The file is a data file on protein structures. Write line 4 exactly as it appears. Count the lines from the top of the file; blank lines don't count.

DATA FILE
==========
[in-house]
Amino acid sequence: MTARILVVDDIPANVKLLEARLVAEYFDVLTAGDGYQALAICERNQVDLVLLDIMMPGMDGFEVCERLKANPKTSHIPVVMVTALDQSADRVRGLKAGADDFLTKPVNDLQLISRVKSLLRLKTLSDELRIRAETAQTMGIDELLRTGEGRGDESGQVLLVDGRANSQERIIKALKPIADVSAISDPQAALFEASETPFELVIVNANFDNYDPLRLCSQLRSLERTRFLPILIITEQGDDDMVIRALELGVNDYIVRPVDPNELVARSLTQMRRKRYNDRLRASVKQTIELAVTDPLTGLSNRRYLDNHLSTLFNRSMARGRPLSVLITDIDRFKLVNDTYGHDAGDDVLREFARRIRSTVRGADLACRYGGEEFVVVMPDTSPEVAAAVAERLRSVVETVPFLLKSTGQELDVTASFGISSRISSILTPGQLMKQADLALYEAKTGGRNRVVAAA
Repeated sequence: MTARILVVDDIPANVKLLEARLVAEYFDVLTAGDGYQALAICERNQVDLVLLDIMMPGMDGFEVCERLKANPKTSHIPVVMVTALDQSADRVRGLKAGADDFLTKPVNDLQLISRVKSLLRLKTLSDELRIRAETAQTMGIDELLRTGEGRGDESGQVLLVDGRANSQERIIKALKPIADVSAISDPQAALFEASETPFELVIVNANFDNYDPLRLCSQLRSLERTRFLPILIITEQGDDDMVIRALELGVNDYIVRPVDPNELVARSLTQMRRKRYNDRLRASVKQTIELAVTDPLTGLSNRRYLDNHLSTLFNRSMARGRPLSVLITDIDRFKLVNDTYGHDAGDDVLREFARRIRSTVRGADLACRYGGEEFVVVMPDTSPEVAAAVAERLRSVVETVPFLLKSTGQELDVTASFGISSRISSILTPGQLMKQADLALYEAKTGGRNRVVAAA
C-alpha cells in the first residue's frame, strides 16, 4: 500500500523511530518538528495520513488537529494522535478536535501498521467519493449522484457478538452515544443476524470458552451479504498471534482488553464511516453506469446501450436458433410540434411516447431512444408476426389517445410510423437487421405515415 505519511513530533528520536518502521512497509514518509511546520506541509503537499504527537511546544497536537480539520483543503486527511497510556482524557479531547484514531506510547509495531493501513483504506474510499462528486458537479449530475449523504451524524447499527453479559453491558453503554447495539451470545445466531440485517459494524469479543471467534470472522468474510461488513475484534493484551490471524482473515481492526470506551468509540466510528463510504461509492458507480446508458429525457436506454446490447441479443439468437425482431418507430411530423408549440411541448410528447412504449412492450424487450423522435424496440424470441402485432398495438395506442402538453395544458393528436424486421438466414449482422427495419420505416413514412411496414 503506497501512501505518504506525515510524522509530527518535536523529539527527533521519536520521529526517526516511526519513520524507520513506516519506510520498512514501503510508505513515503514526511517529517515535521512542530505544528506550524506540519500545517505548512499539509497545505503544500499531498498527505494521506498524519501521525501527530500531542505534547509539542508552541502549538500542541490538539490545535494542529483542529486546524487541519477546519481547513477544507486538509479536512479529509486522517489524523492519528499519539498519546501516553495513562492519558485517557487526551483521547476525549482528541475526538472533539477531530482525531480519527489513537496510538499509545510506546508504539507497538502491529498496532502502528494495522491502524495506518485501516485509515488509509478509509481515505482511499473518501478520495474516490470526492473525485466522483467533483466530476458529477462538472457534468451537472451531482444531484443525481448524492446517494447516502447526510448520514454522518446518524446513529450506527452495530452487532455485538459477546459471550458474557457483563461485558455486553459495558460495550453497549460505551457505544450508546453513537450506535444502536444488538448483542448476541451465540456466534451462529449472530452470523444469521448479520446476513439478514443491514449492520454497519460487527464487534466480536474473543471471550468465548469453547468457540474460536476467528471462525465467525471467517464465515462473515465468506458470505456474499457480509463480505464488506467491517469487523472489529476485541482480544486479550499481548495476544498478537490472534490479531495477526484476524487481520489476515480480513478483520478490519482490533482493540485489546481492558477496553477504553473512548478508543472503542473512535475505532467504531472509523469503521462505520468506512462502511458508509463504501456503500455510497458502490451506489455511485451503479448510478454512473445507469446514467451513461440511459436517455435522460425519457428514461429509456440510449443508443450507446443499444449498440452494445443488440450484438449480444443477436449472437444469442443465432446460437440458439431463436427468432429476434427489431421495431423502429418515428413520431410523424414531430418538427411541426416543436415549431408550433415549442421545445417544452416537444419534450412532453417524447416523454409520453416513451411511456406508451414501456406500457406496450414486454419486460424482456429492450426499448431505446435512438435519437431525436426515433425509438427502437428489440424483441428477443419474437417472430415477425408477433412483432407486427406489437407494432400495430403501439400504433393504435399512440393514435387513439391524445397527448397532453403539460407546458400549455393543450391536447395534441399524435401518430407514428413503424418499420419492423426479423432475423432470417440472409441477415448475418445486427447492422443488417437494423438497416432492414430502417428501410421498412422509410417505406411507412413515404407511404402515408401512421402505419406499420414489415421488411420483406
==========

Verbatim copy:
C-alpha cells in the first residue's frame, strides 16, 4: 500500500523511530518538528495520513488537529494522535478536535501498521467519493449522484457478538452515544443476524470458552451479504498471534482488553464511516453506469446501450436458433410540434411516447431512444408476426389517445410510423437487421405515415 505519511513530533528520536518502521512497509514518509511546520506541509503537499504527537511546544497536537480539520483543503486527511497510556482524557479531547484514531506510547509495531493501513483504506474510499462528486458537479449530475449523504451524524447499527453479559453491558453503554447495539451470545445466531440485517459494524469479543471467534470472522468474510461488513475484534493484551490471524482473515481492526470506551468509540466510528463510504461509492458507480446508458429525457436506454446490447441479443439468437425482431418507430411530423408549440411541448410528447412504449412492450424487450423522435424496440424470441402485432398495438395506442402538453395544458393528436424486421438466414449482422427495419420505416413514412411496414 503506497501512501505518504506525515510524522509530527518535536523529539527527533521519536520521529526517526516511526519513520524507520513506516519506510520498512514501503510508505513515503514526511517529517515535521512542530505544528506550524506540519500545517505548512499539509497545505503544500499531498498527505494521506498524519501521525501527530500531542505534547509539542508552541502549538500542541490538539490545535494542529483542529486546524487541519477546519481547513477544507486538509479536512479529509486522517489524523492519528499519539498519546501516553495513562492519558485517557487526551483521547476525549482528541475526538472533539477531530482525531480519527489513537496510538499509545510506546508504539507497538502491529498496532502502528494495522491502524495506518485501516485509515488509509478509509481515505482511499473518501478520495474516490470526492473525485466522483467533483466530476458529477462538472457534468451537472451531482444531484443525481448524492446517494447516502447526510448520514454522518446518524446513529450506527452495530452487532455485538459477546459471550458474557457483563461485558455486553459495558460495550453497549460505551457505544450508546453513537450506535444502536444488538448483542448476541451465540456466534451462529449472530452470523444469521448479520446476513439478514443491514449492520454497519460487527464487534466480536474473543471471550468465548469453547468457540474460536476467528471462525465467525471467517464465515462473515465468506458470505456474499457480509463480505464488506467491517469487523472489529476485541482480544486479550499481548495476544498478537490472534490479531495477526484476524487481520489476515480480513478483520478490519482490533482493540485489546481492558477496553477504553473512548478508543472503542473512535475505532467504531472509523469503521462505520468506512462502511458508509463504501456503500455510497458502490451506489455511485451503479448510478454512473445507469446514467451513461440511459436517455435522460425519457428514461429509456440510449443508443450507446443499444449498440452494445443488440450484438449480444443477436449472437444469442443465432446460437440458439431463436427468432429476434427489431421495431423502429418515428413520431410523424414531430418538427411541426416543436415549431408550433415549442421545445417544452416537444419534450412532453417524447416523454409520453416513451411511456406508451414501456406500457406496450414486454419486460424482456429492450426499448431505446435512438435519437431525436426515433425509438427502437428489440424483441428477443419474437417472430415477425408477433412483432407486427406489437407494432400495430403501439400504433393504435399512440393514435387513439391524445397527448397532453403539460407546458400549455393543450391536447395534441399524435401518430407514428413503424418499420419492423426479423432475423432470417440472409441477415448475418445486427447492422443488417437494423438497416432492414430502417428501410421498412422509410417505406411507412413515404407511404402515408401512421402505419406499420414489415421488411420483406